Video: Calculating the Magnitude of Laser Photons’ Momentum

A laser produces 4.00 × 10²⁷ photons, each with a frequency of 4.25 × 10¹⁴ Hz. What magnitude of momentum does producing these photons impart on the laser? Use a value of 6.63 × 10⁻³⁴ J⋅s for the Planck constant. Give your answer to 3 significant figures.

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Video Transcript

A laser produces 4.00 times 10 to the 27th photons, each with a frequency of 4.25 times 10 to the 14th hertz. What magnitude of momentum does producing these photons impart on the laser? Use a value of 6.63 times 10 to the negative 34th joule seconds for the Planck constant. Give your answer to three significant figures.

Okay, so in this example, we have a laser. Let’s say that this is our laser. And this Laser is producing photons, which have a frequency — we’ll call it 𝑓 — of 4.25 times 10 to the 14th hertz. Now, each one of our 4.00 times 10 to the 27th photons possesses some amount of momentum.

We can recall that that amount — we’ll call it 𝑃 sub p, the momentum of a single photon — is equal to Planck’s constant ℎ times the frequency of the photon divided by the speed of light in vacuum. So here’s the idea. Each one of these photons as it moves along has some momentum. And by the law of momentum conservation, this same amount of momentum must be imparted in the opposite direction on the laser. That is, as a photon is given this amount of momentum to the right, it imparts this same amount of momentum in the opposite direction on the laser.

If we add up the momentum of all the photons, then we’ll get some much larger momentum amount. And once again, by momentum conservation, this will be equal to the total amount of momentum imparted on the laser.

Notice that our question asks us to solve for the magnitude of momentum imparted. Which means that if we solve for this amount, the total momentum possessed by all the photons, then we’ll have answered our question. Because that’s equal to the magnitude of momentum imparted on the laser. So how will we solve for this total amount of momentum possessed by the photons emitted?

We can start by calculating the momentum of each individual photon. We’ll call that 𝑃 sub p. And then realizing that all of the photons that our laser emits have the same frequency. We can say that if capital 𝑁 is the total number of photons emitted, then capital 𝑁 multiplied by 𝑃 sub p will be equal to the total momentum of all the photons emitted. We’ll call that simply 𝑃.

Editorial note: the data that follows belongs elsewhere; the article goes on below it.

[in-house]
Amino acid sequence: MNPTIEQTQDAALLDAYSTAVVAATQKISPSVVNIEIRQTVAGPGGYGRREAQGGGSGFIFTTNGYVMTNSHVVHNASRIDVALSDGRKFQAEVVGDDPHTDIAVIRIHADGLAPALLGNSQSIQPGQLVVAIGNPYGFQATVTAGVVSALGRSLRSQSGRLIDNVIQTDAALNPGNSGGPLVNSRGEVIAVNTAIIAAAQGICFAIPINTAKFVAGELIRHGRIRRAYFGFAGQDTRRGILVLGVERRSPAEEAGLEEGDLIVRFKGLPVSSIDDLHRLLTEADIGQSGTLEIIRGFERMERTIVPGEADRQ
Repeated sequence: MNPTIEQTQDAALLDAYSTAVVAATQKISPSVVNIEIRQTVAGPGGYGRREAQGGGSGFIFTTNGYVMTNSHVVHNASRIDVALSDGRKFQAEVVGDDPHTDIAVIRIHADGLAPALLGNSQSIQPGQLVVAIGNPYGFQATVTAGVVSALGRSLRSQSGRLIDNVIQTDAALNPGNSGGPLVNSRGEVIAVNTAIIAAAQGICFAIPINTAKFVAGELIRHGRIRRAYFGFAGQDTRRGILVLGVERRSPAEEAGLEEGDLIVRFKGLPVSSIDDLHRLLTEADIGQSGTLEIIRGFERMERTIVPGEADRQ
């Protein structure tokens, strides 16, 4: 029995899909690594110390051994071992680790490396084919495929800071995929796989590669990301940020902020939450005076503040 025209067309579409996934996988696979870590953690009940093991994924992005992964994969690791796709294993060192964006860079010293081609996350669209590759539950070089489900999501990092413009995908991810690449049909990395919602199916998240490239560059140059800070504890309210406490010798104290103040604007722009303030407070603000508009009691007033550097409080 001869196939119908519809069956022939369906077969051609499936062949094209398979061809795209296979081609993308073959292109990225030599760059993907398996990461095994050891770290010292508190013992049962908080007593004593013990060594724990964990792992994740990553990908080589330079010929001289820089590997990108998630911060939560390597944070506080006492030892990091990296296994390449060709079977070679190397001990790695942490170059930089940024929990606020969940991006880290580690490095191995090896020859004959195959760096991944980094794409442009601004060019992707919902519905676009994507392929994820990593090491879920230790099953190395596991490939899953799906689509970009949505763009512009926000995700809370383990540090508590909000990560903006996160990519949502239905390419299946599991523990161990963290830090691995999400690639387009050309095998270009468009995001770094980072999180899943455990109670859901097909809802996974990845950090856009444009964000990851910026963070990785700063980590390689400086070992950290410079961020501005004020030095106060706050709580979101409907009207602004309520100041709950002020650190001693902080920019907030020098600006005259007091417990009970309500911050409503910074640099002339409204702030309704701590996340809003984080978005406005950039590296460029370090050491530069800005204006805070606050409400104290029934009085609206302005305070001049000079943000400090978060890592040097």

This momentum, as we said, is equal to the total momentum of the photons. But it’s also equal to the magnitude of the momentum imparted to the laser. So in solving for 𝑃, we’ll find the answer we want. We can start doing this by replacing 𝑃 sub p, the momentum of an individual photon, with ℎ times 𝑓 divided by 𝑐, according to this equation. So the total momentum 𝑃 that we want to calculate is equal to Planck’s constant. We’re told to treat this value as equal to 6.63 times 10 to the negative 34th joule seconds. Multiplied by the frequency of each photon 𝑓. This value is given as 4.25 times 10 to the 14th hertz. Divided by the speed of light in vacuum 𝑐. We can approximate that value as 3.00 times 10 to the eighth meters per second. All multiplied by the total number of photons emitted by our laser. That’s 4.00 times 10 to the 27th.

When we substitute all these values in, before we go and calculate the total momentum 𝑃, let’s consider the units in this expression. First, in our numerator, we see that we have units of joules, which can be written equivalently as a newton times a meter. And a newton, we can recall, can also be written as a kilogram meter per second squared, which means that we can replace a joule with a kilogram meter squared per second squared.

With that substitution made, let’s now consider the units of hertz. These indicate number of cycles per second and can be replaced with the units inverse seconds. With these replacements, we see that some of our units can cancel out. In particular, in our units for the Planck constant, we see that one factor of seconds can cancel out. And then along with this, one factor of meters in our numerator and our denominator can cancel. And finally, one factor of inverse seconds can cancel as well. This leaves us with the overall units for this expression of kilograms meters per second. These are the units we expect for momentum. So it looks like we’re on the right track.

When we compute this fraction on the left and keep three significant figures in our answer, we find a result of 3.76 kilograms meters per second. This is the total momentum of all the photons emitted. And therefore, it’s the magnitude of momentum the photons impart on the laser.

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